Politics & International Relations Personal Statement
Growing up in a family directly affected by the Biafran War has greatly contributed to my interest in Politics and International Relations. My mother's stories about the nomadic life forced upon her family made me examine the reasons why countries go to war.
Why did Britain ally with Nigeria? Many Igbos blame the alliance on a desire for natural resources but I am doubtful of this. 'Half of a Yellow Sun' by Chimamanda Ngozi Adichie made me think about the effects of Nigeria's unification during the colonial era. There are not many similarities between the tribes and I think this artificial national identity contributed to the political tensions in the country.
Through my Extended Project Qualification, I will examine the reasons behind the war and compare them to the opinions of Igbos and other tribes.
I love analysing arguments and I know this will be at the heart of studying Politics and International Relations at university. One argument I found interesting was David Runciman's in his essay 'Can Democracy Cope?'. Runciman claimed that democracies will eventually collapse because of a confidence trap. He argues that people become too complacent in democracies due to the fact that they have worked too well over time. I largely agree with Runciman.
Democracies have dealt with many crises in the past, so people do not realise that democracies need work. However, it is this attitude that prevents civilians and leaders alike from seeing the weaknesses of democracies. When these weaknesses become apparent, it will be too late for anything to be done.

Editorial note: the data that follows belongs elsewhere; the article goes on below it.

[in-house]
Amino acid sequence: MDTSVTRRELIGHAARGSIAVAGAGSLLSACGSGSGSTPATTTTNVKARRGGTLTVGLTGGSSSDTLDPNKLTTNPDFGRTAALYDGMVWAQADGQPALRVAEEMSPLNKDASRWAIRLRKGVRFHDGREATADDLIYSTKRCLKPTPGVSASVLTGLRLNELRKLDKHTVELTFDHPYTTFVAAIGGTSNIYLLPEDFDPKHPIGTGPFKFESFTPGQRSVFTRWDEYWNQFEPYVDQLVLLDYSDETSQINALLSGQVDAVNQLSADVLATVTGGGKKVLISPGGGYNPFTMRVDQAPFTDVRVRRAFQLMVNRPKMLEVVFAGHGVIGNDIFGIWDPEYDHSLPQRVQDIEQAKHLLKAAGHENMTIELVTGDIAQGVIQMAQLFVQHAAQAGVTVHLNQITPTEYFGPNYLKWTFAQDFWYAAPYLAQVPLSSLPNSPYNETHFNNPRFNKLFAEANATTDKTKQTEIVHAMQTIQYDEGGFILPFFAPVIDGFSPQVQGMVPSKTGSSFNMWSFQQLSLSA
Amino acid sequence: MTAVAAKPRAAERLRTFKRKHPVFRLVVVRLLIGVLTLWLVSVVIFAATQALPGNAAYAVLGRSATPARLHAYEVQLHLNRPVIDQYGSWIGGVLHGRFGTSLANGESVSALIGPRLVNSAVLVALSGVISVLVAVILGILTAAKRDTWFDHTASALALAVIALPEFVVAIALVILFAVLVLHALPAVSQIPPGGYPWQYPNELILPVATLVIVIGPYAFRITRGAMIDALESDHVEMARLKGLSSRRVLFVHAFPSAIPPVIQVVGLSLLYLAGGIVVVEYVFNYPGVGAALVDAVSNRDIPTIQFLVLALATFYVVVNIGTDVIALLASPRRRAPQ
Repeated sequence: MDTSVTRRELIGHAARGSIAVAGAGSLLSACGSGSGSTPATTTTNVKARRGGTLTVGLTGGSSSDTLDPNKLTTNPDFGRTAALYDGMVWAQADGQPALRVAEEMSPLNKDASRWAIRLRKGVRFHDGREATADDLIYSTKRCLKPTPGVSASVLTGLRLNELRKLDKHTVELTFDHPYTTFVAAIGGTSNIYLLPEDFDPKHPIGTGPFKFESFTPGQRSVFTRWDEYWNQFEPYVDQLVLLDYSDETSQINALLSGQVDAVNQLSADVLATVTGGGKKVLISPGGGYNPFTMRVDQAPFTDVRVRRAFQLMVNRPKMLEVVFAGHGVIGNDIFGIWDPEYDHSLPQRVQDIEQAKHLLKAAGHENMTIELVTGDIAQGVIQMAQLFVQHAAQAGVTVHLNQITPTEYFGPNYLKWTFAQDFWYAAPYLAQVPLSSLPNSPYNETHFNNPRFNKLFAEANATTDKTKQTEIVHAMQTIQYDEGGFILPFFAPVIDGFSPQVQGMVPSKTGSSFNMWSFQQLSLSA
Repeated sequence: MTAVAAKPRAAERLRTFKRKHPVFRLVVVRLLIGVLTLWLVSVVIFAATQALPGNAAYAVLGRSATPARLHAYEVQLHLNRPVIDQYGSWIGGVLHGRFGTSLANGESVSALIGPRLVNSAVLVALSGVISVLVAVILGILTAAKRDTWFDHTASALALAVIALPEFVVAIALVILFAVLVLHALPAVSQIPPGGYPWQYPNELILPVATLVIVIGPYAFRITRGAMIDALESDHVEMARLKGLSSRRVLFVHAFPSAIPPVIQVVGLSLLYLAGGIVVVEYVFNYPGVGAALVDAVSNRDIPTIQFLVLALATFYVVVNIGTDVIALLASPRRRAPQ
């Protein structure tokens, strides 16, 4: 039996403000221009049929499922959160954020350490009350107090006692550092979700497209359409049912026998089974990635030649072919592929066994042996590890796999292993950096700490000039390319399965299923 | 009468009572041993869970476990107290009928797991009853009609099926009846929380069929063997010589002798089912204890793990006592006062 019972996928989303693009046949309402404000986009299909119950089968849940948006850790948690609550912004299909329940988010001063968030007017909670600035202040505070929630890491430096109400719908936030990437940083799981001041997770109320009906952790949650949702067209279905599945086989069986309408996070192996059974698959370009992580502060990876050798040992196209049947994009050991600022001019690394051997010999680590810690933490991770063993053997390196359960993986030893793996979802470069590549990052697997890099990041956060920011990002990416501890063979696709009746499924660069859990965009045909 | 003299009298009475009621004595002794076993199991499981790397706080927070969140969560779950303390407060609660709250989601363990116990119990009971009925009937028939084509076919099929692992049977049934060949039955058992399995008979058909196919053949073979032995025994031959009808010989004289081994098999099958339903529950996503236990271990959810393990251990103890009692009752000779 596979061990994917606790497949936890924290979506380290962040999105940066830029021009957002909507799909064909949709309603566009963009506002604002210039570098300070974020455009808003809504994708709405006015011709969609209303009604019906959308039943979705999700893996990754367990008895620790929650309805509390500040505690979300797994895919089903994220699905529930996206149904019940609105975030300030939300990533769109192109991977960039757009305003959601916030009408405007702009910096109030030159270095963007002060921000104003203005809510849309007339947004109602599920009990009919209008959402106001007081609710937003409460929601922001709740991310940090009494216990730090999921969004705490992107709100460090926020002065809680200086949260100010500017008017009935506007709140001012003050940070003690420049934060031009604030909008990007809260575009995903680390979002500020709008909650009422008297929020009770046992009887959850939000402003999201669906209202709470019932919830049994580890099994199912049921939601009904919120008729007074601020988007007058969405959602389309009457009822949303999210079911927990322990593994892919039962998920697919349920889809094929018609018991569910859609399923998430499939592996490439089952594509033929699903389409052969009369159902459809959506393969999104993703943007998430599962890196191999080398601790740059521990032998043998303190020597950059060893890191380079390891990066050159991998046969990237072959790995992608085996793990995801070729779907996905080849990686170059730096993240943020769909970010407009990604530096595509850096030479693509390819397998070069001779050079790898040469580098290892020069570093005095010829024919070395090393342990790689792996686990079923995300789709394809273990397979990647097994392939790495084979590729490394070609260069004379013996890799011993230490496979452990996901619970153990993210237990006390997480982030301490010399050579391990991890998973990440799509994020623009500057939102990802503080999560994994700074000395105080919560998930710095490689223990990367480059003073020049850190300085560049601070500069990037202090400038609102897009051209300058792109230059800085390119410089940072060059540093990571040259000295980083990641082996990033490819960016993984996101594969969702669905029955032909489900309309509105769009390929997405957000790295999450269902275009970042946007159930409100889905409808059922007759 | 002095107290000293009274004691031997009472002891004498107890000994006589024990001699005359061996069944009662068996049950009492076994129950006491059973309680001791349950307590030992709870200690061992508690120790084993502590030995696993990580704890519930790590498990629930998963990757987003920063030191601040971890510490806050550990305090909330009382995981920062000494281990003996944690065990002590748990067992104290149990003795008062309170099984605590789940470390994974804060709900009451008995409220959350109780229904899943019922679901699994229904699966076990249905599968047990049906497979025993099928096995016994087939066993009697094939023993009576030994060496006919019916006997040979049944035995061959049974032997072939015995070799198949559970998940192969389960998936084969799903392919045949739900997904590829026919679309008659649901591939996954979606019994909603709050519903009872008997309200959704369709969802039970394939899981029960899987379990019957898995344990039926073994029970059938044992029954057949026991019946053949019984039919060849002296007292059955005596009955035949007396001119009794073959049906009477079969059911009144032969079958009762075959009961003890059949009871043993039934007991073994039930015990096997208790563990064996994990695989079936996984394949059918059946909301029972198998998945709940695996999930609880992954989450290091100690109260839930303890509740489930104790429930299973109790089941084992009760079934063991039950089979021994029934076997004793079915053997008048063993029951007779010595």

I have been given several opportunities to demonstrate my passion for Politics and International Relations. Last summer, I completed internships at Operation Black Vote and the Conservative Campaign Headquarters, as well as shadowing my local MP. I am currently volunteering at the Liberal Democrat constituency office in Hornsey as well.
Working with different parties may seem odd but I do not believe that politics needs to be partisan - each ideology has something to offer and I am very open to new perspectives. These placements have shown me what politics looks like in action and cemented my passion for the subject, while greatly improving my time keeping, analytical and writing skills.
I am also looking forward to completing an internship at the think tank CentreForum next spring.
I have been involved with the SHM Foundation's Political Academy for almost one year and it was through the organisation that I was asked by Nick Clegg to contribute to Brian Paddick's mayoral campaign.
The foundation also gave me the chance to deliver a speech to the Electoral Reform Society on how young people view our democracy, which ties in with Runciman's essay - the youth's current disillusionment with politics could endanger this country's democracy. Giving the speech greatly improved my self-confidence and ability to speak publicly.
I found the lectures during the Politics Taster Day at the University of Cambridge extremely stimulating. The day gave me a better understanding of what university study is like, challenging some of my ideas like my scepticism of the EU.
Summer schools at the University of Oxford, University College London and King's College London have given me a realistic idea of the work ethic required for a degree in Politics and International Relations. I had to produce high quality essays quickly and attend lectures, seminars and tutorials.
I thoroughly enjoyed my time at these institutions and the experience has made me more prepared, and eager, to study Politics and International Relations at degree level.